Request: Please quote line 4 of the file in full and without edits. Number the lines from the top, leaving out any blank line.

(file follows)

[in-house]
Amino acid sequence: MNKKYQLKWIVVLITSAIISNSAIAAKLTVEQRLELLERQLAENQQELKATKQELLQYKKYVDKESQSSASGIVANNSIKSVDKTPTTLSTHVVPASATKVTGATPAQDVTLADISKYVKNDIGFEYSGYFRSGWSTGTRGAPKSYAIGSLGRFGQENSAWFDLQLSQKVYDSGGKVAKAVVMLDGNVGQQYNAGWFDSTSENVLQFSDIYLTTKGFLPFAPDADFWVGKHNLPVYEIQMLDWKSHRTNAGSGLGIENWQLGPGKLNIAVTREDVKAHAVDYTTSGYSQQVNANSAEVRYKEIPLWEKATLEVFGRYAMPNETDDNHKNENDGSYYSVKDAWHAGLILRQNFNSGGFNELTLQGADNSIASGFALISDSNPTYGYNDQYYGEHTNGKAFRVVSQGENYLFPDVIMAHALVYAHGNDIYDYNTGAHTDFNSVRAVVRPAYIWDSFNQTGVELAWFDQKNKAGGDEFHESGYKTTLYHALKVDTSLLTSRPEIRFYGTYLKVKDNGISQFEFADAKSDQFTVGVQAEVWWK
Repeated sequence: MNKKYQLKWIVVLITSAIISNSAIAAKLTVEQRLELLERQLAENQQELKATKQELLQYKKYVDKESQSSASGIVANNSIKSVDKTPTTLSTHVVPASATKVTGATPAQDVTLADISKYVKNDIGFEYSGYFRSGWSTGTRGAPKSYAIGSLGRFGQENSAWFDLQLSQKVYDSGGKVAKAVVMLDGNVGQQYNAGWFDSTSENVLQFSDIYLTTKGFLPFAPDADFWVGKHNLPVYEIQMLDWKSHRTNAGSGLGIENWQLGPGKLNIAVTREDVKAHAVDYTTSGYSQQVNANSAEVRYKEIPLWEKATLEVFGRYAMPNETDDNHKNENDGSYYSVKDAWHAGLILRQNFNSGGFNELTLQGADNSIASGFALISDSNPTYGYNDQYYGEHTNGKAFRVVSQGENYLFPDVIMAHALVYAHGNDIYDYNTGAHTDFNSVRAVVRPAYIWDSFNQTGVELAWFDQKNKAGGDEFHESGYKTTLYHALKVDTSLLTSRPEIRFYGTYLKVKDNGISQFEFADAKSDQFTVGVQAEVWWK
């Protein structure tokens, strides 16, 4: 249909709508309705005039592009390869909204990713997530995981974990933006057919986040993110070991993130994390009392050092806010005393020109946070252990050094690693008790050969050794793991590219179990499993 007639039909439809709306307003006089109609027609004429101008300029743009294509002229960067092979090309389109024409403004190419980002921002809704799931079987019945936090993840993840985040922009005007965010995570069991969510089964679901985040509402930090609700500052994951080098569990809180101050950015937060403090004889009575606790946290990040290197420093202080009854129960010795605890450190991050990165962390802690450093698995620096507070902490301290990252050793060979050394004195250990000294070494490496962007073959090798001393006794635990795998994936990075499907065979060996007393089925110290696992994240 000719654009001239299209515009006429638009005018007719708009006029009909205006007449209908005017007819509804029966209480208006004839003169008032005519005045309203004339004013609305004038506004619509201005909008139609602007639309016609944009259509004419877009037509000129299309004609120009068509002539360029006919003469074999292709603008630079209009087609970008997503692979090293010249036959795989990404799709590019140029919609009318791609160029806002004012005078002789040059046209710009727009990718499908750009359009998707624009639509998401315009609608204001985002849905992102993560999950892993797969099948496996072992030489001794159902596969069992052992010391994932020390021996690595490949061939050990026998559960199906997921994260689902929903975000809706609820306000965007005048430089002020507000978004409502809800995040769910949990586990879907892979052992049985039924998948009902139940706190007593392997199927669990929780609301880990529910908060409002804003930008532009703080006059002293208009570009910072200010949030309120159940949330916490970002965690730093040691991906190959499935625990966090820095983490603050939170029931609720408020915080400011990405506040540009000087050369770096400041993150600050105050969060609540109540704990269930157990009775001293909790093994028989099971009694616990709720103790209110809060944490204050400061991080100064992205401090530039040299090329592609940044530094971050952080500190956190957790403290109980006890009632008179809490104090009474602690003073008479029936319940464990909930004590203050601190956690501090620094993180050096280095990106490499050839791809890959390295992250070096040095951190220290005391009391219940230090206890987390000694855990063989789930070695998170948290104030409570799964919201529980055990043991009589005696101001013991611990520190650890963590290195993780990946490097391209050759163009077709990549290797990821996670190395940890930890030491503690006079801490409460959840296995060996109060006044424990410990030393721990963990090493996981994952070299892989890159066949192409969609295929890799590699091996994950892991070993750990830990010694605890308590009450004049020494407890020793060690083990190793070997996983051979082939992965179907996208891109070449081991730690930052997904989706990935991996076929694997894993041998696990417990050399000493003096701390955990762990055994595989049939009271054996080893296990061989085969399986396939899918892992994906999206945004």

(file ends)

């Protein structure tokens, strides 16, 4: 249909709508309705005039592009390869909204990713997530995981974990933006057919986040993110070991993130994390009392050092806010005393020109946070252990050094690693008790050969050794793991590219179990499993 007639039909439809709306307003006089109609027609004429101008300029743009294509002229960067092979090309389109024409403004190419980002921002809704799931079987019945936090993840993840985040922009005007965010995570069991969510089964679901985040509402930090609700500052994951080098569990809180101050950015937060403090004889009575606790946290990040290197420093202080009854129960010795605890450190991050990165962390802690450093698995620096507070902490301290990252050793060979050394004195250990000294070494490496962007073959090798001393006794635990795998994936990075499907065979060996007393089925110290696992994240 000719654009001239299209515009006429638009005018007719708009006029009909205006007449209908005017007819509804029966209480208006004839003169008032005519005045309203004339004013609305004038506004619509201005909008139609602007639309016609944009259509004419877009037509000129299309004609120009068509002539360029006919003469074999292709603008630079209009087609970008997503692979090293010249036959795989990404799709590019140029919609009318791609160029806002004012005078002789040059046209710009727009990718499908750009359009998707624009639509998401315009609608204001985002849905992102993560999950892993797969099948496996072992030489001794159902596969069992052992010391994932020390021996690595490949061939050990026998559960199906997921994260689902929903975000809706609820306000965007005048430089002020507000978004409502809800995040769910949990586990879907892979052992049985039924998948009902139940706190007593392997199927669990929780609301880990529910908060409002804003930008532009703080006059002293208009570009910072200010949030309120159940949330916490970002965690730093040691991906190959499935625990966090820095983490603050939170029931609720408020915080400011990405506040540009000087050369770096400041993150600050105050969060609540109540704990269930157990009775001293909790093994028989099971009694616990709720103790209110809060944490204050400061991080100064992205401090530039040299090329592609940044530094971050952080500190956190957790403290109980006890009632008179809490104090009474602690003073008479029936319940464990909930004590203050601190956690501090620094993180050096280095990106490499050839791809890959390295992250070096040095951190220290005391009391219940230090206890987390000694855990063989789930070695998170948290104030409570799964919201529980055990043991009589005696101001013991611990520190650890963590290195993780990946490097391209050759163009077709990549290797990821996670190395940890930890030491503690006079801490409460959840296995060996109060006044424990410990030393721990963990090493996981994952070299892989890159066949192409969609295929890799590699091996994950892991070993750990830990010694605890308590009450004049020494407890020793060690083990190793070997996983051979082939992965179907996208891109070449081991730690930052997904989706990935991996076929694997894993041998696990417990050399000493003096701390955990762990055994595989049939009271054996080893296990061989085969399986396939899918892992994906999206945004």